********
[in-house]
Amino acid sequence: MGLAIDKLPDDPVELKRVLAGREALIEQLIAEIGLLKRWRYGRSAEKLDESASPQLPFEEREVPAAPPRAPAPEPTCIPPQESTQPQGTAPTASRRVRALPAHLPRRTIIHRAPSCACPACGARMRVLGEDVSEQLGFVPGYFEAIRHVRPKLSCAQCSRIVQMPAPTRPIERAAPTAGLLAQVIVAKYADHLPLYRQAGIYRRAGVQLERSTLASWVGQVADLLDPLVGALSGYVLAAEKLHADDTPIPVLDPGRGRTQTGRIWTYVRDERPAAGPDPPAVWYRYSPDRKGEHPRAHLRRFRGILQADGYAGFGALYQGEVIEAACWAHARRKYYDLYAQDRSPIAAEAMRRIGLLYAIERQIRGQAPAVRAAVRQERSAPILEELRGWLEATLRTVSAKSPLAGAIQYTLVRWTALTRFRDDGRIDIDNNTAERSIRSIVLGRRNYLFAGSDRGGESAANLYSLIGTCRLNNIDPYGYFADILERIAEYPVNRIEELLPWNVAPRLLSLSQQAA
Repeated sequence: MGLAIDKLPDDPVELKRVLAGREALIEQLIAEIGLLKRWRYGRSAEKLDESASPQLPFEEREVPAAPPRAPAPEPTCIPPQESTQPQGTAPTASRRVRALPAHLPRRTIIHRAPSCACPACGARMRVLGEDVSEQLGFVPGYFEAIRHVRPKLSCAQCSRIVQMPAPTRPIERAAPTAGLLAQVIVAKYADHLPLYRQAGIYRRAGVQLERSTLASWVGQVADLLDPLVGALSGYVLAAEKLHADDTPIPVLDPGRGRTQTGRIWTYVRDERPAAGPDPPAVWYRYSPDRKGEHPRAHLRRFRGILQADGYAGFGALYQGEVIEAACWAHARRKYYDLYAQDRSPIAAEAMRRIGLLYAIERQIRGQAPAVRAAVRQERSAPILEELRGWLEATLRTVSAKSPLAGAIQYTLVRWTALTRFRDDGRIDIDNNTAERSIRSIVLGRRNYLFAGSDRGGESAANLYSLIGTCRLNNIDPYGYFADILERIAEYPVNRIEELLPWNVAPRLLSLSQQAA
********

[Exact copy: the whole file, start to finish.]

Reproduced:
[in-house]
Amino acid sequence: MGLAIDKLPDDPVELKRVLAGREALIEQLIAEIGLLKRWRYGRSAEKLDESASPQLPFEEREVPAAPPRAPAPEPTCIPPQESTQPQGTAPTASRRVRALPAHLPRRTIIHRAPSCACPACGARMRVLGEDVSEQLGFVPGYFEAIRHVRPKLSCAQCSRIVQMPAPTRPIERAAPTAGLLAQVIVAKYADHLPLYRQAGIYRRAGVQLERSTLASWVGQVADLLDPLVGALSGYVLAAEKLHADDTPIPVLDPGRGRTQTGRIWTYVRDERPAAGPDPPAVWYRYSPDRKGEHPRAHLRRFRGILQADGYAGFGALYQGEVIEAACWAHARRKYYDLYAQDRSPIAAEAMRRIGLLYAIERQIRGQAPAVRAAVRQERSAPILEELRGWLEATLRTVSAKSPLAGAIQYTLVRWTALTRFRDDGRIDIDNNTAERSIRSIVLGRRNYLFAGSDRGGESAANLYSLIGTCRLNNIDPYGYFADILERIAEYPVNRIEELLPWNVAPRLLSLSQQAA
Repeated sequence: MGLAIDKLPDDPVELKRVLAGREALIEQLIAEIGLLKRWRYGRSAEKLDESASPQLPFEEREVPAAPPRAPAPEPTCIPPQESTQPQGTAPTASRRVRALPAHLPRRTIIHRAPSCACPACGARMRVLGEDVSEQLGFVPGYFEAIRHVRPKLSCAQCSRIVQMPAPTRPIERAAPTAGLLAQVIVAKYADHLPLYRQAGIYRRAGVQLERSTLASWVGQVADLLDPLVGALSGYVLAAEKLHADDTPIPVLDPGRGRTQTGRIWTYVRDERPAAGPDPPAVWYRYSPDRKGEHPRAHLRRFRGILQADGYAGFGALYQGEVIEAACWAHARRKYYDLYAQDRSPIAAEAMRRIGLLYAIERQIRGQAPAVRAAVRQERSAPILEELRGWLEATLRTVSAKSPLAGAIQYTLVRWTALTRFRDDGRIDIDNNTAERSIRSIVLGRRNYLFAGSDRGGESAANLYSLIGTCRLNNIDPYGYFADILERIAEYPVNRIEELLPWNVAPRLLSLSQQAA